Acting Wide Awake: Attention and the Ethics of Emotion by Jacob Davis, Ph.D. in Philosophy
    Wearing Your Heart on Your Sleeve: The Effects of Conspicuous Compassion on Identity Signaling and Charitable Behavior by Zoe Rogers, Ph.D. in Business
    Clue, Code, Conjure: The Epistemology of American Detective Fiction, 1841-1914 by Jennifer Weiss, Ph.D. in English
    Aging Out of the Spectrum of Cultural Visibility by Darthea M. Miller, M.A. in Liberal Studies
    Backward C inside a Circle: Free Culture in Zines by Alycia Sellie, M.A. in Liberal Studies (and a GC librarian, to boot!)
    The Arena and Stadium Experience: The Individual, the Venue and the Culture Industry by Anthony Paul Sparacino, M.A. in Liberal Studies

    October graduates, your dissertations and theses will appear in Academic Works soon. And moving forward, all theses and dissertations will appear shortly after each graduation.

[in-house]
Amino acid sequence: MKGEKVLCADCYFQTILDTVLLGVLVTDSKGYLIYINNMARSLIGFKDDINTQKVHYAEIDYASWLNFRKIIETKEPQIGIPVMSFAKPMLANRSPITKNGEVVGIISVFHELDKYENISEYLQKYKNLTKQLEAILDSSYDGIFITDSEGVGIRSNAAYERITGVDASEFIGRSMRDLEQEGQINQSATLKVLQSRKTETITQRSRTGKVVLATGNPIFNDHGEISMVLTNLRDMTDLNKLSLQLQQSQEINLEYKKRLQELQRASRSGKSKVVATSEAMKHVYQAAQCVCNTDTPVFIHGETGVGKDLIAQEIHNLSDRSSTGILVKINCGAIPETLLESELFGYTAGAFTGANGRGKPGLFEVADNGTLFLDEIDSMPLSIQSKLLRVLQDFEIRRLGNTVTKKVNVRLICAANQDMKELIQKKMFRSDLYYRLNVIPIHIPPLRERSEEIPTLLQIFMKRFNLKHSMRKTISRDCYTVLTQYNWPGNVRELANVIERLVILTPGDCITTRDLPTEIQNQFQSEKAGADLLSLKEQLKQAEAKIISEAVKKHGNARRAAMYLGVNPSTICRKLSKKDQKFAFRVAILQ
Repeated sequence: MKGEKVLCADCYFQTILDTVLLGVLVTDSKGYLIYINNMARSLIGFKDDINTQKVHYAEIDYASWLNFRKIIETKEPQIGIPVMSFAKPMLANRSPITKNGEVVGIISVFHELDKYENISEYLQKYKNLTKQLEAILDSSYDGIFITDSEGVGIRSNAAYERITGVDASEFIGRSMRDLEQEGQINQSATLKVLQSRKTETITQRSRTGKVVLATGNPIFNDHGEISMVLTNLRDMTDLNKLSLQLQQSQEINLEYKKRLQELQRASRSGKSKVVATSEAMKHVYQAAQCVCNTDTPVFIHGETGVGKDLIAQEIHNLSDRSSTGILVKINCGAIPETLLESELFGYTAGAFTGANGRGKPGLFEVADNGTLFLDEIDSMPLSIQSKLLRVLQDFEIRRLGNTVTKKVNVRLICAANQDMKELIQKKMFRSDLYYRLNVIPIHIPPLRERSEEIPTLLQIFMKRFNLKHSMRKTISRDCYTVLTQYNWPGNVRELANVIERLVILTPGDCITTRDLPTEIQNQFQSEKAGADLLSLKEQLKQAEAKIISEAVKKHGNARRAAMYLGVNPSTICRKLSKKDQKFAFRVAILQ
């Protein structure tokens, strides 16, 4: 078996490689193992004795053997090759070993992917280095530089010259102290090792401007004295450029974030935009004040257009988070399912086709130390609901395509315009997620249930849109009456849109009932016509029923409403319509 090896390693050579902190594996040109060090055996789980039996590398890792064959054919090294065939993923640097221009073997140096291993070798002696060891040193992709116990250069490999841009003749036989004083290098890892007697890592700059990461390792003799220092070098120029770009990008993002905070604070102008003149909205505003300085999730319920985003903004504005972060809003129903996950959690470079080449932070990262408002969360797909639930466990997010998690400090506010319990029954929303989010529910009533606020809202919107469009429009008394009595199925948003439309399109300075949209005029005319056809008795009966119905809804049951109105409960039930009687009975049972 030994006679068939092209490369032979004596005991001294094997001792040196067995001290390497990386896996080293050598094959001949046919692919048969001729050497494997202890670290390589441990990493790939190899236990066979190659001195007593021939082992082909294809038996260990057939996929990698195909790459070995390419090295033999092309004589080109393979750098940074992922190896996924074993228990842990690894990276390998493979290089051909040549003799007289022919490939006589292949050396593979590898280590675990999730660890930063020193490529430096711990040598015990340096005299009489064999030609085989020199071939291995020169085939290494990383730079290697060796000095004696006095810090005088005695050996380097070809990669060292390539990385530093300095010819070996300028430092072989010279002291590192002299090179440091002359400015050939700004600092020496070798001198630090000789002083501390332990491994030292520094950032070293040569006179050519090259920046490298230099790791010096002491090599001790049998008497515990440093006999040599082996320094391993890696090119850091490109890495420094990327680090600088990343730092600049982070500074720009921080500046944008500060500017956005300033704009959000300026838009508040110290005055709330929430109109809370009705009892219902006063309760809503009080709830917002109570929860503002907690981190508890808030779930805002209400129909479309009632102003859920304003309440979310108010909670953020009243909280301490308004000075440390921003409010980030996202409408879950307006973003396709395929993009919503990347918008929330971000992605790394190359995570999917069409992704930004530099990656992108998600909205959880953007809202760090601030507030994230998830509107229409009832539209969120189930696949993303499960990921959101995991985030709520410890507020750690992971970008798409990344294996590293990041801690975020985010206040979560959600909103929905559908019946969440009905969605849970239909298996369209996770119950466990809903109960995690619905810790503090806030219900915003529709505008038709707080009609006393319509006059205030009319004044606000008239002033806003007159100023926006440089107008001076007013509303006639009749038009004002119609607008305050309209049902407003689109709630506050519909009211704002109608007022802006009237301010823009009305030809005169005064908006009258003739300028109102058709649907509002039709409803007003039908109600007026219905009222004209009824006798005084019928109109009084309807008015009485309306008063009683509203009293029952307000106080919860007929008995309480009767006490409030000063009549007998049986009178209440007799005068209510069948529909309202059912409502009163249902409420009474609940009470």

Added benefit of going open access: If your thesis or dissertation is open access in Academic Works, you’ll receive monthly readership reports detailing how often your work has been downloaded, what search terms led readers to your work, etc. (And I’ve already heard from 2014 graduates who are surprised and delighted by how much their dissertation or thesis has been downloaded!) So, not only does going open access help you find a broader audience and make a greater impact — it also helps you see and track that impact!

  • Jill Cirasella replied to the forum topic New Science OER in the group Group logo of Open Education at CUNYOpen Education at CUNY 1 month, 1 week ago